A light brown apple moth (LBAM) has been trapped in a lemon grove in Bonsall, Calif., in San Diego County.
The find prompted California Department of Food and Agriculture and United States Department of Agriculture (USDA) to place additional traps in the area. A quarantine will be triggered if a second LBAM is found.
The find will be discussed at an informational meeting next Tuesday at 3 p.m., at the San Diego County Farm Bureau offices in Escondido, Calif.
“Our goal is to determine if there is more than one light brown apple moth in the area,” said Robert Atkins, county agricultural commissioner. “Hopefully, this is a lone stray.”
The LBAM caterpillar damages the plant by feeding on its leaves, buds, shoots and fruit. The greatest damage comes from larvae feeding on the fruit causing brown areas on the fruit’s surface. It has prompted quarantines in parts of 16 Northern California counties.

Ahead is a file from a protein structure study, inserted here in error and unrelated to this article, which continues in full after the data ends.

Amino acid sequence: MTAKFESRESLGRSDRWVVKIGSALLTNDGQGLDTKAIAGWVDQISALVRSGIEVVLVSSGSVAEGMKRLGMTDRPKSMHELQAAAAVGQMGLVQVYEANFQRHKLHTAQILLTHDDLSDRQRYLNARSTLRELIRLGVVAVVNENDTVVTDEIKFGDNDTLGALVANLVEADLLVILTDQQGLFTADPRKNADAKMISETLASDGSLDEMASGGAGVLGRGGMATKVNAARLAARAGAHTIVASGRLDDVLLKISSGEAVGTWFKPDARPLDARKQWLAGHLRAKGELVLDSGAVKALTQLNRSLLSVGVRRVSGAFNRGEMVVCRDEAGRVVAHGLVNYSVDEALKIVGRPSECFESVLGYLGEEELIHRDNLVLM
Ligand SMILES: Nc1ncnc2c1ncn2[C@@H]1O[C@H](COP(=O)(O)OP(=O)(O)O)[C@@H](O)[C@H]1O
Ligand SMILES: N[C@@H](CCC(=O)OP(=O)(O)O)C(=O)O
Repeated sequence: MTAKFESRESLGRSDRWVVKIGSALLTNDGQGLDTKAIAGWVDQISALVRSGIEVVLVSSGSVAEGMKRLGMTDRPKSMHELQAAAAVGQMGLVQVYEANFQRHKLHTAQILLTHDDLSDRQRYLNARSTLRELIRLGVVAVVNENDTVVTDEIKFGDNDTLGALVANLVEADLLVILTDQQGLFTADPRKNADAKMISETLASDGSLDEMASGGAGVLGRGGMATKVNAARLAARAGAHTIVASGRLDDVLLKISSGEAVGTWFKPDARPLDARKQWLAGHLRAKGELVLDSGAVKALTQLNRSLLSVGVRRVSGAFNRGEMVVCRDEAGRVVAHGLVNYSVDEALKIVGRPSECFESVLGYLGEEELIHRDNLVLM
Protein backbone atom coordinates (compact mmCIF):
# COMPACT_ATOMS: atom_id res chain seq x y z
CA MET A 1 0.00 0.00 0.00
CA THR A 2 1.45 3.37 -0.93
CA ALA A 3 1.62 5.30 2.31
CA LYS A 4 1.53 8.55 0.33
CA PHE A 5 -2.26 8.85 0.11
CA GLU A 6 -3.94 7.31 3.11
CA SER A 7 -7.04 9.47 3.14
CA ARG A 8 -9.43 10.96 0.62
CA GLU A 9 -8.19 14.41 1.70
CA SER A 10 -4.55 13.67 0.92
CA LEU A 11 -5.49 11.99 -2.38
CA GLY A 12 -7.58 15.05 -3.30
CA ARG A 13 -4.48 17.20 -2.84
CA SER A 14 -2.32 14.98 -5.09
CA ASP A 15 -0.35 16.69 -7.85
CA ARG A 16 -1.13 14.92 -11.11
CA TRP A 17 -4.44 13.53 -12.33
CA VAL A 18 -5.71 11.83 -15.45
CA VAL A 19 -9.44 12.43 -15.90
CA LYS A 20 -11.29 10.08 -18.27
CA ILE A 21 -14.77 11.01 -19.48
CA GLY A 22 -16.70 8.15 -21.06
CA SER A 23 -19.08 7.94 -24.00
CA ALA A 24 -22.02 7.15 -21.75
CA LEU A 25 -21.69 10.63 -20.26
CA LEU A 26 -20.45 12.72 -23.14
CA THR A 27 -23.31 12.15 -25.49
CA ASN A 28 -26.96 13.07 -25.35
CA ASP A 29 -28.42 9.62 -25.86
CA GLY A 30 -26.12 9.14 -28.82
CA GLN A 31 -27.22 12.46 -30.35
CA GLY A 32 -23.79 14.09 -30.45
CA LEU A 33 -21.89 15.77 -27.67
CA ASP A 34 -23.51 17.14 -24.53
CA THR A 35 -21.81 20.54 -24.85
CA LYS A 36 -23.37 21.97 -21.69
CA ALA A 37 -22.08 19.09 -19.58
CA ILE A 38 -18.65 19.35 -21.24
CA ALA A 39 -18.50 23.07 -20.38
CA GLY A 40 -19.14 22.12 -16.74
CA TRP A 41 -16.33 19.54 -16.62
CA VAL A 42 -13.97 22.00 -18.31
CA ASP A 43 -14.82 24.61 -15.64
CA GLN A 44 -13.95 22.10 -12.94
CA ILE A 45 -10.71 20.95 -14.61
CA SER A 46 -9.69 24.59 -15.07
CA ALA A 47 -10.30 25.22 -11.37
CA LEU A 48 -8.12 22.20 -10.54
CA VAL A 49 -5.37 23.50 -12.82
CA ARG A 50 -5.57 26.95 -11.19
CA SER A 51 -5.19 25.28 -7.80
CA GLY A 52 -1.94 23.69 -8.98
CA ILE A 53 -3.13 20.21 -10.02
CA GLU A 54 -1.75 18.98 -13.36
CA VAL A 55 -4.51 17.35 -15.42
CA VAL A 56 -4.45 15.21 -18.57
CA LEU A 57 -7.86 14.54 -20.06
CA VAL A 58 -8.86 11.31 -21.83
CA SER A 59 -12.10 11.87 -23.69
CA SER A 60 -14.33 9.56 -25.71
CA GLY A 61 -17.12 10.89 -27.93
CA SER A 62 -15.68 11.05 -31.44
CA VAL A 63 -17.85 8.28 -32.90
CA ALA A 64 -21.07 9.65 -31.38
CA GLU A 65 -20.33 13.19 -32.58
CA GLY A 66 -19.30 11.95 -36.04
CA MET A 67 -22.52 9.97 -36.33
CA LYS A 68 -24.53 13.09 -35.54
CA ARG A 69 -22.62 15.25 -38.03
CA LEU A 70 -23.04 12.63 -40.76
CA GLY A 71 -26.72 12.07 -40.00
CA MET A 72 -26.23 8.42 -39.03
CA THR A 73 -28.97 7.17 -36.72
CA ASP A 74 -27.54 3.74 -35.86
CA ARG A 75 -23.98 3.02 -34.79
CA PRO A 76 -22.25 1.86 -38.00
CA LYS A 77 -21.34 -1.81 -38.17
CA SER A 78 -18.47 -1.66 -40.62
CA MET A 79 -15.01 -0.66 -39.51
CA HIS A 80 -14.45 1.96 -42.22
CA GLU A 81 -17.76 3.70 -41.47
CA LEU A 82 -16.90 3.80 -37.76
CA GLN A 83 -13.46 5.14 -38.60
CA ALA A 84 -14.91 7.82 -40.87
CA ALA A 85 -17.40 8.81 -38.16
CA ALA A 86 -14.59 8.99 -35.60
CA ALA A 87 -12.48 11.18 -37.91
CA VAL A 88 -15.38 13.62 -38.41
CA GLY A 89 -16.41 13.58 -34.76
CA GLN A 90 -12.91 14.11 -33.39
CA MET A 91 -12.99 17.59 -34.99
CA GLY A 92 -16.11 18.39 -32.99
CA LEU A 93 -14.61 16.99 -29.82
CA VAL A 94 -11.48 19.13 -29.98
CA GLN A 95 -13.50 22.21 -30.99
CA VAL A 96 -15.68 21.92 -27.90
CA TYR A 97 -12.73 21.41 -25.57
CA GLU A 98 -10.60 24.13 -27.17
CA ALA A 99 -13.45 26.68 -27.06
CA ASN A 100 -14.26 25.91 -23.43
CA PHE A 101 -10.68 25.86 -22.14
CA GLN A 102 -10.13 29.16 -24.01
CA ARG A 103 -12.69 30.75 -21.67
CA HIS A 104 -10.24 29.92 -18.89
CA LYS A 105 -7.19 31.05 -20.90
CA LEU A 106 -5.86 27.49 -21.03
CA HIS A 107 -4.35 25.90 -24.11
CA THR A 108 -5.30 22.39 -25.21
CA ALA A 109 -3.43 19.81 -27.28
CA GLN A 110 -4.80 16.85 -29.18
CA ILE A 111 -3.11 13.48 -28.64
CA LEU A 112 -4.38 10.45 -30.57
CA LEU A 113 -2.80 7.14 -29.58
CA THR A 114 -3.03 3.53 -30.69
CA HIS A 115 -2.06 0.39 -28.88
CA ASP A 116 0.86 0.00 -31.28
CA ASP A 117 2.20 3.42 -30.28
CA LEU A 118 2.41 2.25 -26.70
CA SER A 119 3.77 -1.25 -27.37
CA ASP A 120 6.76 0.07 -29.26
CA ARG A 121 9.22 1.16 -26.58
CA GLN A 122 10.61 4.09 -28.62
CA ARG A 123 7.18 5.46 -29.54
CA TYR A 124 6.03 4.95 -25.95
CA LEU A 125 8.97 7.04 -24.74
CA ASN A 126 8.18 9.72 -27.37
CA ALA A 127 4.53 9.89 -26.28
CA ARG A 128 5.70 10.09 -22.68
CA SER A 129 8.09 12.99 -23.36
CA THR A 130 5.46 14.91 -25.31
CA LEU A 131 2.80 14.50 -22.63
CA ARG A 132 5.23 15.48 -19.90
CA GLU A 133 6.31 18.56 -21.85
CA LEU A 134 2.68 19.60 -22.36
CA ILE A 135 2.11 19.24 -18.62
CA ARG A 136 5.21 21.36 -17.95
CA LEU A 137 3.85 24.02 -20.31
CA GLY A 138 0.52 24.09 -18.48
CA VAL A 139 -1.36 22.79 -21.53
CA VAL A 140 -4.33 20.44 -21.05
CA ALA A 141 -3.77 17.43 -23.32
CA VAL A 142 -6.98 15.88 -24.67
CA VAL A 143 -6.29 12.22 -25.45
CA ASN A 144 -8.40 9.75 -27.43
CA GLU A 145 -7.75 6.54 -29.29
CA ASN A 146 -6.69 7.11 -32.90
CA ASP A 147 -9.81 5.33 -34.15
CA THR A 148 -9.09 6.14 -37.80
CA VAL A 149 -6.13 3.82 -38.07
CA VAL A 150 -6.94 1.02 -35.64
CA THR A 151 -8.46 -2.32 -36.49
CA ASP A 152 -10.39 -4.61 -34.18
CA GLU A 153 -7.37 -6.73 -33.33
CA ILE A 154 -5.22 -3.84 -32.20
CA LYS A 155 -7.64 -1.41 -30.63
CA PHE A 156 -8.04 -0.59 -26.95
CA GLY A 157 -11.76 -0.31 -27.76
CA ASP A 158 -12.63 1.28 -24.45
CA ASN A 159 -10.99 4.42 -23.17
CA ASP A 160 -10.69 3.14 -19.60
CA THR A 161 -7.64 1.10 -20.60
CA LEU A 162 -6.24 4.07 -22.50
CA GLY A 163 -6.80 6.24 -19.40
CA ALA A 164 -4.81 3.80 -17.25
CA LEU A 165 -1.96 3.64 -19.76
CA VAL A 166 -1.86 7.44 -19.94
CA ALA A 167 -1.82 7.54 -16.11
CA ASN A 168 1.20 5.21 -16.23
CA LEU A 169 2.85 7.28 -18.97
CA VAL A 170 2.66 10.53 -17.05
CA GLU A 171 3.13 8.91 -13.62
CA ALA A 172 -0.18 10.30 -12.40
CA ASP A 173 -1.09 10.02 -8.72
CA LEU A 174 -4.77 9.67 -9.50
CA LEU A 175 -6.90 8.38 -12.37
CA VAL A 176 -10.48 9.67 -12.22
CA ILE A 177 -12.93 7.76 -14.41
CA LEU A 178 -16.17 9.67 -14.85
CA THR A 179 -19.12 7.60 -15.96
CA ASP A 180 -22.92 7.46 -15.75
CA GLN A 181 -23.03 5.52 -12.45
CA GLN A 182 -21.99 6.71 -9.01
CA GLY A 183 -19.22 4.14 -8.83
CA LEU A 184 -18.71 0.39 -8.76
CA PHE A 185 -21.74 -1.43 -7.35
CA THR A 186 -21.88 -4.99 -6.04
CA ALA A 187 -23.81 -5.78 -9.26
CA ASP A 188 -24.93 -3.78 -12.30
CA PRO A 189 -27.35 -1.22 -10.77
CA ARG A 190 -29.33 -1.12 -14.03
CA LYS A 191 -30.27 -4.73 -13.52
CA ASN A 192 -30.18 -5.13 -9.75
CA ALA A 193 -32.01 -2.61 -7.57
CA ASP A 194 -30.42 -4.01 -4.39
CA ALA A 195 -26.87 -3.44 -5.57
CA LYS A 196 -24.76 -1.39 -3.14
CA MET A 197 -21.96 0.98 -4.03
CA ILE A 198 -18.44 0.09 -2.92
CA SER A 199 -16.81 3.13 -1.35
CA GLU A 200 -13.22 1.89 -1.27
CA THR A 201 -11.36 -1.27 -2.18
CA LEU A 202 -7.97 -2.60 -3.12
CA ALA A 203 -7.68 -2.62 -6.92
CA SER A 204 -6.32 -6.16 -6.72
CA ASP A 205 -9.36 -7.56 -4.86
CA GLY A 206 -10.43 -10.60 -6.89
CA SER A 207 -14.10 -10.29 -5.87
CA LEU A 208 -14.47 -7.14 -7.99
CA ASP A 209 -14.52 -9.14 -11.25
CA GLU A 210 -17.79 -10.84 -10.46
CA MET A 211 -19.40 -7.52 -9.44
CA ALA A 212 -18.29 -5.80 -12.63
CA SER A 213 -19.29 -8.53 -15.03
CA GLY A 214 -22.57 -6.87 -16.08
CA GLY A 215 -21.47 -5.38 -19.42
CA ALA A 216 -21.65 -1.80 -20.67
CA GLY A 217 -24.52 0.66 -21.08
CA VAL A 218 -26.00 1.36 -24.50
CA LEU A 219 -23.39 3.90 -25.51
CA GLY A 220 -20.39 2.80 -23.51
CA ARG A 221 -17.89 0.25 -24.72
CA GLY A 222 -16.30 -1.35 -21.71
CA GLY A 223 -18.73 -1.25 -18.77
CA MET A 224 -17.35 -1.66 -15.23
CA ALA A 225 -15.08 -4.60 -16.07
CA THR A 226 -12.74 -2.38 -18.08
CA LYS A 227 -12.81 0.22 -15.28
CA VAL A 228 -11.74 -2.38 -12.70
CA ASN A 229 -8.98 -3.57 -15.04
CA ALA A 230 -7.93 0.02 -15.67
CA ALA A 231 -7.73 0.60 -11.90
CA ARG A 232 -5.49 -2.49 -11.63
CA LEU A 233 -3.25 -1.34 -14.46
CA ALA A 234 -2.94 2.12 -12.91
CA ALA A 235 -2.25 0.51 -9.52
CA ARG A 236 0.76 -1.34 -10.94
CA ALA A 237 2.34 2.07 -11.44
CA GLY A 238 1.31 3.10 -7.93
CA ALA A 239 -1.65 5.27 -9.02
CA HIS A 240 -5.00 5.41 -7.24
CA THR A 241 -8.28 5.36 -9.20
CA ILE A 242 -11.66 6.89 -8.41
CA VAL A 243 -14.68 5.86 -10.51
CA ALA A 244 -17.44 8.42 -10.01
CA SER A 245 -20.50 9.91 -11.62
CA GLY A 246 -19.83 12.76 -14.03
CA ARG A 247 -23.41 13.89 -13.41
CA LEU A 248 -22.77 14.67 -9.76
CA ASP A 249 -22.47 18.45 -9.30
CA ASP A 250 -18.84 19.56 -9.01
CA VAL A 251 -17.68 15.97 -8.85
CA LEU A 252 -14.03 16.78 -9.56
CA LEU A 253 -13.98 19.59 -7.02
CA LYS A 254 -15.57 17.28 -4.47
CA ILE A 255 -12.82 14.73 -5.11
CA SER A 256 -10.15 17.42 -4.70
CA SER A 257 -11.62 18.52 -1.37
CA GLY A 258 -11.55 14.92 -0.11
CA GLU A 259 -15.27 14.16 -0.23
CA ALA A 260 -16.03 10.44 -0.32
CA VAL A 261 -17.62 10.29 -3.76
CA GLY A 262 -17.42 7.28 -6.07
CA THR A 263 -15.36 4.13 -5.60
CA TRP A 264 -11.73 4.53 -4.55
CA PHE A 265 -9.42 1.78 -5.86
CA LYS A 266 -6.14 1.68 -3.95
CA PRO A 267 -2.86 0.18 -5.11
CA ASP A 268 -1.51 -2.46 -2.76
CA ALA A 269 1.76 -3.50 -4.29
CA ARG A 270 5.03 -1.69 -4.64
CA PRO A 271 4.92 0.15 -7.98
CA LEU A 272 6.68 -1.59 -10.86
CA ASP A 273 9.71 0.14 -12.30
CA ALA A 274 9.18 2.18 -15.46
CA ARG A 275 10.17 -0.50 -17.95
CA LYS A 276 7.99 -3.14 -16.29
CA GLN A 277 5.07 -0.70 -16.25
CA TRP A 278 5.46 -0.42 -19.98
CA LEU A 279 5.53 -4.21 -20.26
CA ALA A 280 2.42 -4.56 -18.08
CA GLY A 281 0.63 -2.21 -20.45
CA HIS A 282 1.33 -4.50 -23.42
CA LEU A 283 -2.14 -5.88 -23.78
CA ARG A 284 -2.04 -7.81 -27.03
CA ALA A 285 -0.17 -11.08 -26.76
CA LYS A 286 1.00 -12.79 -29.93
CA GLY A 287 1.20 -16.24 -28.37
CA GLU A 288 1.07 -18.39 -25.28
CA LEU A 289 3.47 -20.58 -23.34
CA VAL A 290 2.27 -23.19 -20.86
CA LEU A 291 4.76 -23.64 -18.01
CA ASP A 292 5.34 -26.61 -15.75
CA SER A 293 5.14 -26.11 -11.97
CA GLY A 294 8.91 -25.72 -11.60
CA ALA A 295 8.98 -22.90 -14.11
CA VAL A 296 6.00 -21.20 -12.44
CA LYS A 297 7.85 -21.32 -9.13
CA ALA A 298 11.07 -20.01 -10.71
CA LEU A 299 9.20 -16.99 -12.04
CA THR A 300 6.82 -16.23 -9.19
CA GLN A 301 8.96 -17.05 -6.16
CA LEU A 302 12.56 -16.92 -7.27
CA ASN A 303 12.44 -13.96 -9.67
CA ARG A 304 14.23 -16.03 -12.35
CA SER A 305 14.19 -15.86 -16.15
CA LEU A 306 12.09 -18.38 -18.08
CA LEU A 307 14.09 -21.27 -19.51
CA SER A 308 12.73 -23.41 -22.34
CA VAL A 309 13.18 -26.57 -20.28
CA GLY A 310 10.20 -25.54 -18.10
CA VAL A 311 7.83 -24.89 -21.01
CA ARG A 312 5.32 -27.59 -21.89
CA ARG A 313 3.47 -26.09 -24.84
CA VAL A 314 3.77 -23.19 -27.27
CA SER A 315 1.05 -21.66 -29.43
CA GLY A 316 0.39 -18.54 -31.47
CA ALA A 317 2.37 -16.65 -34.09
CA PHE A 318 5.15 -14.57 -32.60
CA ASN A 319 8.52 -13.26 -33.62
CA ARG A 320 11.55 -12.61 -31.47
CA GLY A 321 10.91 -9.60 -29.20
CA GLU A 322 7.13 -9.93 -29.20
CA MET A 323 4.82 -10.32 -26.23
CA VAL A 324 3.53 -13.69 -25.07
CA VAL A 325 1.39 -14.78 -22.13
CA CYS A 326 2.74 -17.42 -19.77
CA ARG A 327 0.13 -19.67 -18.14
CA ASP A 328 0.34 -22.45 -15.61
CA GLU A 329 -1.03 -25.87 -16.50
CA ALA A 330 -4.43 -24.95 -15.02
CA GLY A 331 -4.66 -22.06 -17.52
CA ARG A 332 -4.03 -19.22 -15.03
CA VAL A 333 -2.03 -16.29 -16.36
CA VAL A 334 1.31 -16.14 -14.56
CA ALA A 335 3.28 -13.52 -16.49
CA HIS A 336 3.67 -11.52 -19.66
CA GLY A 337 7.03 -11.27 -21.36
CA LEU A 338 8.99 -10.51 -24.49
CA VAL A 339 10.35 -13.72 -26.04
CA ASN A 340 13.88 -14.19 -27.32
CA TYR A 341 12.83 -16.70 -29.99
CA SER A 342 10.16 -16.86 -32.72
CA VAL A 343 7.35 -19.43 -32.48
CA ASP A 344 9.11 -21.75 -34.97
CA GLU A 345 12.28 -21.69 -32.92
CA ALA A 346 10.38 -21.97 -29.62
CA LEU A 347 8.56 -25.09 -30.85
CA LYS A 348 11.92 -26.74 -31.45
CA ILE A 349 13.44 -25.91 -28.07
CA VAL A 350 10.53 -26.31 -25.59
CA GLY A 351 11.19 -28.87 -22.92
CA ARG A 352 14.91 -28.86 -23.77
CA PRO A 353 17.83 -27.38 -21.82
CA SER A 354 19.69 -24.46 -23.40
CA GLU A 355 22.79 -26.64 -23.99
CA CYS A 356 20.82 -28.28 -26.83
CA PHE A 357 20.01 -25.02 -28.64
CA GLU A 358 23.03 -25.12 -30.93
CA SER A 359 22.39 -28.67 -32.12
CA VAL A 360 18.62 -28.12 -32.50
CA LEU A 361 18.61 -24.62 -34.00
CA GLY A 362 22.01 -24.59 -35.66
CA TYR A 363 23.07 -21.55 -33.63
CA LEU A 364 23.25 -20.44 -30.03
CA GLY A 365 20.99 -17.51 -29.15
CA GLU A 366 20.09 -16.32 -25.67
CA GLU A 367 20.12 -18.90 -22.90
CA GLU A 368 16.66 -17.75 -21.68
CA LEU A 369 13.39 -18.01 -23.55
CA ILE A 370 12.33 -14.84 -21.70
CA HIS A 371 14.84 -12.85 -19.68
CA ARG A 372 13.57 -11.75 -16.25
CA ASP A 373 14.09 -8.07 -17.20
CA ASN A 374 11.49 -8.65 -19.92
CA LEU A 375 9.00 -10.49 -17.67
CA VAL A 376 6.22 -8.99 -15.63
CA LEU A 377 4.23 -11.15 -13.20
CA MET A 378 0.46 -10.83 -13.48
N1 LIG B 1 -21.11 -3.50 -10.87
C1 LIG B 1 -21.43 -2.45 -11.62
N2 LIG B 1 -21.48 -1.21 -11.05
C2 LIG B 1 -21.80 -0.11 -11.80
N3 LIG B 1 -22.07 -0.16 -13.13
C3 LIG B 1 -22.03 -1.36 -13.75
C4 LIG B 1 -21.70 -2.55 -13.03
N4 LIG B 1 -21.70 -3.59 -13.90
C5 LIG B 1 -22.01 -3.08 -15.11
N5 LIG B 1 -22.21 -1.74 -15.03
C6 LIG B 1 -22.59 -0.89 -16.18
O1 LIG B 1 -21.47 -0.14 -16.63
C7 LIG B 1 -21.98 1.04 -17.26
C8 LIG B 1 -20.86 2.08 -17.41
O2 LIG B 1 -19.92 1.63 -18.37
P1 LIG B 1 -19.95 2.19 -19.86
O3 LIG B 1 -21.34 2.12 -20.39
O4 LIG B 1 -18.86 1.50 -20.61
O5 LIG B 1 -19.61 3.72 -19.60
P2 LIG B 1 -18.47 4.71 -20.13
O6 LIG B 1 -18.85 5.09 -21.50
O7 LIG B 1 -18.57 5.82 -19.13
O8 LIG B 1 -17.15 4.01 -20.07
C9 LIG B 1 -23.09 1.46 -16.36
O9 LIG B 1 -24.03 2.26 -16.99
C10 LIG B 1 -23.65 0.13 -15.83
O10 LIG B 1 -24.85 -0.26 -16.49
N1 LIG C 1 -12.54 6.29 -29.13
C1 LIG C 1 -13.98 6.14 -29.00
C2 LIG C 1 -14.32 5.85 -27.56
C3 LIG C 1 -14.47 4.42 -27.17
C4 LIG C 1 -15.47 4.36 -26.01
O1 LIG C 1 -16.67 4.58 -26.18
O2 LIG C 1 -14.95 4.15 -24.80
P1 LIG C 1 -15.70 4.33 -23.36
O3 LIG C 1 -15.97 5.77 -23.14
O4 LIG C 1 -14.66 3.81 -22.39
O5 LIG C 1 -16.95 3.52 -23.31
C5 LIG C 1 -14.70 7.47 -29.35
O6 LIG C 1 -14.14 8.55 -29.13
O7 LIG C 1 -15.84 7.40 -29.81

The LBAM is native to Australia and is suspected of feeding on more than 2,000 plants and at least 250 crops. Hosts include fruits like apples, blueberry, peach, pear, strawberry, grapes, citrus; broadleaved weeds, like plantains; vegetables, including cabbage, corn, pepper, tomatoes. It also is found on trees, including oak, willow, poplar, walnut; and ornamentals, such as roses, chrysanthemums and dahlias.